But there is a very interesting point in Capote’s story about the alleged model for his Holly: he identifies himself with the narrator. Holly moved in his brownstone building and they became close friends. This is a very important point because it accounts for many characteristics of the narrator, most of which were not preserved in the film. First, the narrator is not heterosexual. Many argue he is implied to be homosexual: “Though it is never explicitly stated, “Fred” is indeed a homosexual. Truman codified it somewhat, but it’s in there for the taking” (Wasson 62). Still, the novella is not clear on this point. Sarah Gristwood calls the narrator “a figure of anonymous personality (and unexplored sexuality)” (Gristwood 20). At one point he even starts to kiss Holly (Capote Tiffany’s 72). So different sexual orientations are alluded to; this will be discussed later on. He is a struggling, but self-sufficient writer who has just moved into a brownstone house in Manhattan and forms a strong, deep friendship with Holly, a straight woman. Capote brought many pieces of his own life into this book. In big part, the narrator sounds like a personification of the author himself: a young, not heterosexual writer, new to New York, struggling for approval. Besides, Capote, gay himself, was friends with many straight women and many of them showed characteristics of Holly. And there was another biographical source: Capote’s mother, Lillie Mae – an obvious resemblance to Holly’s real name Lulamae – went from man to man, trying hard to find a home. She also changed her name when she left her son to go to New York (Wasson 2). All of this clearly shows that Capote put a great deal of himself into this novella. This is why he also felt very strongly about it. He even identified with the narrator to a point where he originally wanted to play the role in the film adaptation (Wasson 76)! Against this backdrop it comes as a surprise that Capote would hand the rights to his novella completely over to the film’s producers with the risk of not being able to influence the adaptation process even though it might deviate from what he considered the book’s message. However, this is exactly what happened and it is a major reason for the way the film adaptation was made.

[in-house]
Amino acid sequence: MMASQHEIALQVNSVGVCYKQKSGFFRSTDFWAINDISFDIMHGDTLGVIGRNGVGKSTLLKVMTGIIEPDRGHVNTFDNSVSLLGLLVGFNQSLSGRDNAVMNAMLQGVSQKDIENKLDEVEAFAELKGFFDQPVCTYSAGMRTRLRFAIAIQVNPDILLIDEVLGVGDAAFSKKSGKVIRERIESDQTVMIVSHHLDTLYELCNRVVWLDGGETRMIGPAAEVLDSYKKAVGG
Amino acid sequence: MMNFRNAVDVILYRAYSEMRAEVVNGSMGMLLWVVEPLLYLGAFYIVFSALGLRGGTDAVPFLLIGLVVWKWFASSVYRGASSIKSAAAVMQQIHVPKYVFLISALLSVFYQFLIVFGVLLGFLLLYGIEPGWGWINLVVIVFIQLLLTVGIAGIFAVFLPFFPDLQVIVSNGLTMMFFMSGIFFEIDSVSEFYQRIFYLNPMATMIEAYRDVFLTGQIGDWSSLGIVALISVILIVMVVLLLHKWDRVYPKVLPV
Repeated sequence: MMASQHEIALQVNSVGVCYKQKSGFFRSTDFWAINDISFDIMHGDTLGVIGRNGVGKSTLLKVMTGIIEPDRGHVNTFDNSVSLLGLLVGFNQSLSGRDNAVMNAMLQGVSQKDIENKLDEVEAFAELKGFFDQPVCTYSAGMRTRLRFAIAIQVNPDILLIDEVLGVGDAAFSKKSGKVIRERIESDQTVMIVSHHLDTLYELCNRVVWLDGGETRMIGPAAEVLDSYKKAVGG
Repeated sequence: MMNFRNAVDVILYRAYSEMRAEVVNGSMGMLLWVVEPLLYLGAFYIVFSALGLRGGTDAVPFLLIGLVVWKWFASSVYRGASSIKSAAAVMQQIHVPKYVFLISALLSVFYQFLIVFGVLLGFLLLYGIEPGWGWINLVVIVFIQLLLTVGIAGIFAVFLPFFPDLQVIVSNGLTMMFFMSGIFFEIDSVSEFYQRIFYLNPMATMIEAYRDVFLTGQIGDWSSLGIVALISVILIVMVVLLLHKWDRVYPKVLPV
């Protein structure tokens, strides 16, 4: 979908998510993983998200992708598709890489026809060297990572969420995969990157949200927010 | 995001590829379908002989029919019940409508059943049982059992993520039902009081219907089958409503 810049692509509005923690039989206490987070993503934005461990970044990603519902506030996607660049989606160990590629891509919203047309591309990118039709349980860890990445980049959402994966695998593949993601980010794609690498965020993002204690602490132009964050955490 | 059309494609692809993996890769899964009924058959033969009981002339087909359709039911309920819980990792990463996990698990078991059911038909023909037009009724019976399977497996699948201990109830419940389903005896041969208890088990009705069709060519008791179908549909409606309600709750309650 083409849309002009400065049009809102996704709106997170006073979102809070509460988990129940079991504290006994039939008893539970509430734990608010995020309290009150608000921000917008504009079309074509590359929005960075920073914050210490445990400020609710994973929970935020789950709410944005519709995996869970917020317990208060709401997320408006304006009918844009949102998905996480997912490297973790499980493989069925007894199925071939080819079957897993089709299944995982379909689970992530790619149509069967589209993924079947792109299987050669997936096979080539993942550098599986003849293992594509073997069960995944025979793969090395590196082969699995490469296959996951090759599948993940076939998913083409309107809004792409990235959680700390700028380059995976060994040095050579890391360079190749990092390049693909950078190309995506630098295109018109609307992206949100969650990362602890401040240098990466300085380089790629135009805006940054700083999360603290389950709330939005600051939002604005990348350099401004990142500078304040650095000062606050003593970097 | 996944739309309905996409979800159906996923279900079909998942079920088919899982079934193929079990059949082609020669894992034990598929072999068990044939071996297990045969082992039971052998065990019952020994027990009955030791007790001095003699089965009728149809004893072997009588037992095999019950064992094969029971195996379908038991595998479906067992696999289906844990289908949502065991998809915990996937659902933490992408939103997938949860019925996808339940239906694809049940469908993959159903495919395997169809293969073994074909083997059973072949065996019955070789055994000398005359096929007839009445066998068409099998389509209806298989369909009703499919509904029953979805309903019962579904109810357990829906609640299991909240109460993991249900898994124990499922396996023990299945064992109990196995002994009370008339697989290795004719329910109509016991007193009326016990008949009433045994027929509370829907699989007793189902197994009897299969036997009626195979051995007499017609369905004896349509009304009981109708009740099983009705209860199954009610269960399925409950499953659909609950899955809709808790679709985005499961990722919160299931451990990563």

3. A Look at the Adaptation Process: from Book to Film

3.1. The Rocky Road to Adaptation

How an adaptation is made, depends in big part on if the author of the source text is involved in the adaptation process or not. Some authors write their own scripts, others work as advisors and still others sell the rights to their book and stay out of the process. As Capote’s novella became an instant success, the movie rights to Breakfast at Tiffany’s were much coveted (Gristwood 31). Martin Jurow, one of the movie’s co-producers, managed to convince Capote to sell him the rights only a few months after the book was published in October 1958; so from this point on, Capote was not involved in the process anymore and had no influence on the decisions taken. It is important to keep this in mind because it means that the producers and the director had the right to change and adapt the story in any way they deemed fitting (Brady 4). The producers chose George Axelrod as scriptwriter. Now, in the course of writing the screen play and shooting the movie there were several causes for concern for the producers, leading them to implement sweeping changes, mostly for two main reasons: first what Snyder calls “audience reception anxiety” (Snyder 253) and second the requirements of the Motion Picture Production Code.